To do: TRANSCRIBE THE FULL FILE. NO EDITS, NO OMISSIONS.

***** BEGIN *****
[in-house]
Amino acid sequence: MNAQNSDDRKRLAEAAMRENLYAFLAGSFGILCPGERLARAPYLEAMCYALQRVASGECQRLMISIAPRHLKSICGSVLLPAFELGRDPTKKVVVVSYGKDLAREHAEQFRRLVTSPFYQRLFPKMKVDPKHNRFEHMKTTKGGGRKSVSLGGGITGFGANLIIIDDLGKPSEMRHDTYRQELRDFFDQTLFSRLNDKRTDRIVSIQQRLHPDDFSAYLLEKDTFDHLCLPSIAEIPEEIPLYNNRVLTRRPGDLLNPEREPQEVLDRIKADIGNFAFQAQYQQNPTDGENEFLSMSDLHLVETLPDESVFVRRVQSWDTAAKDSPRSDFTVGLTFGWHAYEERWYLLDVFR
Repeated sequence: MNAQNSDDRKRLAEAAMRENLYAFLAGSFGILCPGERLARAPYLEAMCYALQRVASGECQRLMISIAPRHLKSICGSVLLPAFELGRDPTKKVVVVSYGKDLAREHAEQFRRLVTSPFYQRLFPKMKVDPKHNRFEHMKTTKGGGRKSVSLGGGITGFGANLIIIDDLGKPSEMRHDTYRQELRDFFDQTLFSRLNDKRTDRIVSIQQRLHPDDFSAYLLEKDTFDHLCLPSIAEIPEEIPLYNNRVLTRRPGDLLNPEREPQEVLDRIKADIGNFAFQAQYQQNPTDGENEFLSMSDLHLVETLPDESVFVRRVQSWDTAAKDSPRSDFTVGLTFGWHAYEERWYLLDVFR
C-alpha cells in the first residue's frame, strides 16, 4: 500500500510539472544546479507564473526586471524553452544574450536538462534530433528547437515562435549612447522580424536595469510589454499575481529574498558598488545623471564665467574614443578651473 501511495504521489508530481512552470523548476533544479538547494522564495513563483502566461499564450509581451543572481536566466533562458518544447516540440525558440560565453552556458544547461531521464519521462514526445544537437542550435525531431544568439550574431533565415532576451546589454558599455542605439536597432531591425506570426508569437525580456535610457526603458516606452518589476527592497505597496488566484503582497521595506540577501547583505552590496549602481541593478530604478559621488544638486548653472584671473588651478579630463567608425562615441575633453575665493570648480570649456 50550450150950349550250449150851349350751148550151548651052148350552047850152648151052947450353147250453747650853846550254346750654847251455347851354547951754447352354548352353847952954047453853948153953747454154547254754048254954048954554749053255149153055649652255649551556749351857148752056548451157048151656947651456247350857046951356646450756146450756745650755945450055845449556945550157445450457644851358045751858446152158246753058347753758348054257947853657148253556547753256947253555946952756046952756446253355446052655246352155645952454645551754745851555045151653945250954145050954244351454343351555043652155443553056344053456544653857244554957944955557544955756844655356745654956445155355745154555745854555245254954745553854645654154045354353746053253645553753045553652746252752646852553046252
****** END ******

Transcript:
[in-house]
Amino acid sequence: MNAQNSDDRKRLAEAAMRENLYAFLAGSFGILCPGERLARAPYLEAMCYALQRVASGECQRLMISIAPRHLKSICGSVLLPAFELGRDPTKKVVVVSYGKDLAREHAEQFRRLVTSPFYQRLFPKMKVDPKHNRFEHMKTTKGGGRKSVSLGGGITGFGANLIIIDDLGKPSEMRHDTYRQELRDFFDQTLFSRLNDKRTDRIVSIQQRLHPDDFSAYLLEKDTFDHLCLPSIAEIPEEIPLYNNRVLTRRPGDLLNPEREPQEVLDRIKADIGNFAFQAQYQQNPTDGENEFLSMSDLHLVETLPDESVFVRRVQSWDTAAKDSPRSDFTVGLTFGWHAYEERWYLLDVFR
Repeated sequence: MNAQNSDDRKRLAEAAMRENLYAFLAGSFGILCPGERLARAPYLEAMCYALQRVASGECQRLMISIAPRHLKSICGSVLLPAFELGRDPTKKVVVVSYGKDLAREHAEQFRRLVTSPFYQRLFPKMKVDPKHNRFEHMKTTKGGGRKSVSLGGGITGFGANLIIIDDLGKPSEMRHDTYRQELRDFFDQTLFSRLNDKRTDRIVSIQQRLHPDDFSAYLLEKDTFDHLCLPSIAEIPEEIPLYNNRVLTRRPGDLLNPEREPQEVLDRIKADIGNFAFQAQYQQNPTDGENEFLSMSDLHLVETLPDESVFVRRVQSWDTAAKDSPRSDFTVGLTFGWHAYEERWYLLDVFR
C-alpha cells in the first residue's frame, strides 16, 4: 500500500510539472544546479507564473526586471524553452544574450536538462534530433528547437515562435549612447522580424536595469510589454499575481529574498558598488545623471564665467574614443578651473 501511495504521489508530481512552470523548476533544479538547494522564495513563483502566461499564450509581451543572481536566466533562458518544447516540440525558440560565453552556458544547461531521464519521462514526445544537437542550435525531431544568439550574431533565415532576451546589454558599455542605439536597432531591425506570426508569437525580456535610457526603458516606452518589476527592497505597496488566484503582497521595506540577501547583505552590496549602481541593478530604478559621488544638486548653472584671473588651478579630463567608425562615441575633453575665493570648480570649456 50550450150950349550250449150851349350751148550151548651052148350552047850152648151052947450353147250453747650853846550254346750654847251455347851354547951754447352354548352353847952954047453853948153953747454154547254754048254954048954554749053255149153055649652255649551556749351857148752056548451157048151656947651456247350857046951356646450756146450756745650755945450055845449556945550157445450457644851358045751858446152158246753058347753758348054257947853657148253556547753256947253555946952756046952756446253355446052655246352155645952454645551754745851555045151653945250954145050954244351454343351555043652155443553056344053456544653857244554957944955557544955756844655356745654956445155355745154555745854555245254954745553854645654154045354353746053253645553753045553652746252752646852553046252